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Round table: Energy Diversification and Energy Security
On 5 October 2009 the Center for the Study of Democracy organized a round table dedicated to the energy diversification and energy security.

The round table was opened by Dr. Ognian Shentov, Chairman of the Center for the Study of Democracy, Ambassador Tove Skarstein, Royal Norwegian Embassy in Bulgaria and Ambassador John M. Ordway, Chargé d’Affaires at the US Embassy in Bulgaria.

In his opening remarks, Dr. Shentov called for an open dialogue about the process of energy policy decision-making. Ms. Tove Skarstein, Ambassador of Norway to Bulgaria, highlighted the readiness of Norway to work with Bulgaria on developing knowledge-based strategic approaches to good governance and sustainable energy, based on transparency and alternative scenarios for reaching the country's energy goals. Ms. Skarstein accentuated on the need of prior sober assessment of the social, economic and environmental costs of each scenario, taking into consideration the interests of future generations. Ambassador John M. Ordway, Chargé d’Affaires at the US Embassy in Bulgaria stressed on the importance of energy security and diversity in terms of fuels and suppliers. According him every monopoly, including at the energy market, would create problems with the energy supply and would limit the competitive-based pricing power.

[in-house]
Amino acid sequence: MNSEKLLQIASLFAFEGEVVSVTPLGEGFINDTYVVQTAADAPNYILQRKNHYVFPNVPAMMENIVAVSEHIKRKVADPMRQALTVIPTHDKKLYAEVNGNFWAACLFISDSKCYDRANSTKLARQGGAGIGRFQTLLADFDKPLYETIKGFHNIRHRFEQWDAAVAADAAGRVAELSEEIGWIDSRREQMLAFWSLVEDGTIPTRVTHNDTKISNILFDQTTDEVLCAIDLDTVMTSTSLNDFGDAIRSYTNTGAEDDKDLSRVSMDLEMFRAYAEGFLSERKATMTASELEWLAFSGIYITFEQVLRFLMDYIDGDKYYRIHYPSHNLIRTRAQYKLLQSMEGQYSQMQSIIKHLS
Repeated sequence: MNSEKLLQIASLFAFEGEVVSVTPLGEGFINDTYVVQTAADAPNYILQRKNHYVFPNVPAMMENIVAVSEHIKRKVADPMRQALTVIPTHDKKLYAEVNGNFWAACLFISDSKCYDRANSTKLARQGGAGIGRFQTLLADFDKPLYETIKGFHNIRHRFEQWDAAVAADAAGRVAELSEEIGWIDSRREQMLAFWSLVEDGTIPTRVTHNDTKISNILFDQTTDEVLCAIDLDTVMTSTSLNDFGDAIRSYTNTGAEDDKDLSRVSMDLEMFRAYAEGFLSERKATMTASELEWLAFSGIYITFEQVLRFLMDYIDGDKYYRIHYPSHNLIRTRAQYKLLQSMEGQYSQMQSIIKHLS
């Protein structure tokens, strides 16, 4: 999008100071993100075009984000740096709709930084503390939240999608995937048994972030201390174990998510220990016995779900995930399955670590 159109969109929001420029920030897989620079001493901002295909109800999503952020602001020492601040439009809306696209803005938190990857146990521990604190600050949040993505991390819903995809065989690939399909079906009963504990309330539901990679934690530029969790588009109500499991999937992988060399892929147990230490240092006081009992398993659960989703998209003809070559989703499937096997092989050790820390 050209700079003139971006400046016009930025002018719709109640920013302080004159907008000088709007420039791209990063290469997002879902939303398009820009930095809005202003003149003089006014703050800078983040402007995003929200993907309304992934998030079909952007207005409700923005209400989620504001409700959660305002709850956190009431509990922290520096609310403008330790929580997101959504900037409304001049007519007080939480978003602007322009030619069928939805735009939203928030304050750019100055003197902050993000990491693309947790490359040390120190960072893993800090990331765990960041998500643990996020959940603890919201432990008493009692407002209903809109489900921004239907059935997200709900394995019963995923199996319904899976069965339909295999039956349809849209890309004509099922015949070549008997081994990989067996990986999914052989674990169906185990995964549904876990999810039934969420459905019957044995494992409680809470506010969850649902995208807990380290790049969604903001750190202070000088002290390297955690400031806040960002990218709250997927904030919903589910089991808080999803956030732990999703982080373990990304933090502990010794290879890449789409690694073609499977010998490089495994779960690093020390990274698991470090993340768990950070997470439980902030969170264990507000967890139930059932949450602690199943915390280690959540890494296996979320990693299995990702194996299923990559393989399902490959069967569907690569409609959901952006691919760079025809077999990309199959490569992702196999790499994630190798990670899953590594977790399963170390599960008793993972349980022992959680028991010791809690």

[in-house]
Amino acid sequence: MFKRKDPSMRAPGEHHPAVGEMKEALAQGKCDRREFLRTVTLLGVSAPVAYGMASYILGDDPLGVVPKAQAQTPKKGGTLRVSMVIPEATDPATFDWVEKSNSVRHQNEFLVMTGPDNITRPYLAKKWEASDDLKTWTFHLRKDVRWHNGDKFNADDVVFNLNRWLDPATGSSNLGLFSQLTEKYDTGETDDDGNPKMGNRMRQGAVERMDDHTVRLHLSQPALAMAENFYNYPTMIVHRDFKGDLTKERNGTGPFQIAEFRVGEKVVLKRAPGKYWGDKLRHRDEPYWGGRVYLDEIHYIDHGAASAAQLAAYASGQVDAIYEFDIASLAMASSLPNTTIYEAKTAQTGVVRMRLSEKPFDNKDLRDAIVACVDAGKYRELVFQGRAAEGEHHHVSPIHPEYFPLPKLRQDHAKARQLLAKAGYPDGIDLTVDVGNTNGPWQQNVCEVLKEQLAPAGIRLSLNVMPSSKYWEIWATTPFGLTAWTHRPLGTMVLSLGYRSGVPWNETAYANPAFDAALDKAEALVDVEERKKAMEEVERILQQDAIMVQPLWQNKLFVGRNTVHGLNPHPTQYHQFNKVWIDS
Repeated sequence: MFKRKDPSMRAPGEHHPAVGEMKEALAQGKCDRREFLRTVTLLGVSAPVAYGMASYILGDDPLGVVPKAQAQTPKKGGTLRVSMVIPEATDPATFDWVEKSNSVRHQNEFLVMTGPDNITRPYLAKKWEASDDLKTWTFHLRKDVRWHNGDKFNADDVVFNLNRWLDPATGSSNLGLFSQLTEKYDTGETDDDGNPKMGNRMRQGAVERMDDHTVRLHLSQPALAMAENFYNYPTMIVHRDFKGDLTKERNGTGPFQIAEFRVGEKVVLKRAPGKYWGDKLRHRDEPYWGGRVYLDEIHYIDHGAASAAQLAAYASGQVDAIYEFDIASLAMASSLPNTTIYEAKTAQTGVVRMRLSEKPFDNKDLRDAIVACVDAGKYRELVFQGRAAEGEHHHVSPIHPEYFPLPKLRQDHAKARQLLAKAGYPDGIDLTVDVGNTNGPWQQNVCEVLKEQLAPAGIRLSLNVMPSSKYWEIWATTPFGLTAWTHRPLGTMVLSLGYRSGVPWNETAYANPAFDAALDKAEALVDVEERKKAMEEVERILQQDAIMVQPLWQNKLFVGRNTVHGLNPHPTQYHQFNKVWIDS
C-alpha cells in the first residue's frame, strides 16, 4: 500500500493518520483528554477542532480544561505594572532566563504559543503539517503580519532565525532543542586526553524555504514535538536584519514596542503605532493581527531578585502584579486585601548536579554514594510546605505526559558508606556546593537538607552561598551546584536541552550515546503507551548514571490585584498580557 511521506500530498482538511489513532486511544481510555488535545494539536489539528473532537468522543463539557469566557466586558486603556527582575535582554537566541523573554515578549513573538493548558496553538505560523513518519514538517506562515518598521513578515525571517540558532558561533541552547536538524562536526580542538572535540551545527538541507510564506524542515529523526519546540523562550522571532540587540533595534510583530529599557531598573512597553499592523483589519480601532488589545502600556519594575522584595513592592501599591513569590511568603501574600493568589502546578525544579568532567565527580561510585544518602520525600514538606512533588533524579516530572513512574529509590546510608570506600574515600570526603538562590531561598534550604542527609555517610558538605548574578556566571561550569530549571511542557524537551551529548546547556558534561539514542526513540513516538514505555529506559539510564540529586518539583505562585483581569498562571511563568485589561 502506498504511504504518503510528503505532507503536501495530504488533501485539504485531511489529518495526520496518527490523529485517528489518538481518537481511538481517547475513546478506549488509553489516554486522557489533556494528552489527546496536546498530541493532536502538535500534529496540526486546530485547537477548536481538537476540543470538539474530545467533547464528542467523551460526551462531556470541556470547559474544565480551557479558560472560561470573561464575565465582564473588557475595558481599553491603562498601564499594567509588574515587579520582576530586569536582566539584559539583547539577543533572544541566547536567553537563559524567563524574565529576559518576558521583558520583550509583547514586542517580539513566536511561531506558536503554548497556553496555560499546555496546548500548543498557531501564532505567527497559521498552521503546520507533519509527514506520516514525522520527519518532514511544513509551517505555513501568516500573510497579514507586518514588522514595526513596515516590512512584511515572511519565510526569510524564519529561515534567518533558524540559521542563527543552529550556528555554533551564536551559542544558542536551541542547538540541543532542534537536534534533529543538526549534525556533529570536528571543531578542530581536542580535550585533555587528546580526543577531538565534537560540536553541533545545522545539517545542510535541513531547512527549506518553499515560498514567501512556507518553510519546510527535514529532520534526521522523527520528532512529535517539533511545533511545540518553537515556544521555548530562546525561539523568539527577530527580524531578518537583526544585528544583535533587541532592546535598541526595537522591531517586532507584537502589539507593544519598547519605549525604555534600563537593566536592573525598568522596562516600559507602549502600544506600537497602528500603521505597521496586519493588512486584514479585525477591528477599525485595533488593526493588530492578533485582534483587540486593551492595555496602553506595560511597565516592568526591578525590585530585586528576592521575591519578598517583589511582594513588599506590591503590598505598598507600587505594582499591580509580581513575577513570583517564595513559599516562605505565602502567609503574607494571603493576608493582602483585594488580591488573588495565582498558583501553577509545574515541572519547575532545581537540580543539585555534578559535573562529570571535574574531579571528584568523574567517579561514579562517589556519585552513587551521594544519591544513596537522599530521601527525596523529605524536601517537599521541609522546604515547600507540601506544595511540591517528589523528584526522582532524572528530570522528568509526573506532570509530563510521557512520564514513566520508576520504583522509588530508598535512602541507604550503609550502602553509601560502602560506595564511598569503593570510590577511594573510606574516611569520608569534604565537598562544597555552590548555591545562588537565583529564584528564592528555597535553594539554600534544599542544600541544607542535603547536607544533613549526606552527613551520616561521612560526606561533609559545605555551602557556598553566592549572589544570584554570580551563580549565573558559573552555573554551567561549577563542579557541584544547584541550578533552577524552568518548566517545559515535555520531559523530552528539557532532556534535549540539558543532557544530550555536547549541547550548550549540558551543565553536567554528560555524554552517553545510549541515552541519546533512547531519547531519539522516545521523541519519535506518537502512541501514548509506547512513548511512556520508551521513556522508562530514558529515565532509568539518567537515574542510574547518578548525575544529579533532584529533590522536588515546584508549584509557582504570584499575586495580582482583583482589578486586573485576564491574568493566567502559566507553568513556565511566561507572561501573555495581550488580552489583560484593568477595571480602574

Mr. Edward Chow, Senior Fellow at the Energy and National Security Program, Center for Strategic and International Studies, Washington DC pointed out that currently the new Bulgarian government, not unlike the U.S. government, is presented with the opportunity to rethink and redirect its energy policy. The energy security is a public good and the government should protect the interests of the society. Mr. Chow stressed that investment is the lifeblood of the energy sector and it is crucial to be sustained in future projects. Import dependence is not excuse for the shortcomings in the energy policy. Many energy dependant countries have found the right mix of a number of small-scale solutions, such as diversifying the energy sources and making use of the renewable energy sources (RES), thus reducing the economic risk and dependence on monopolies.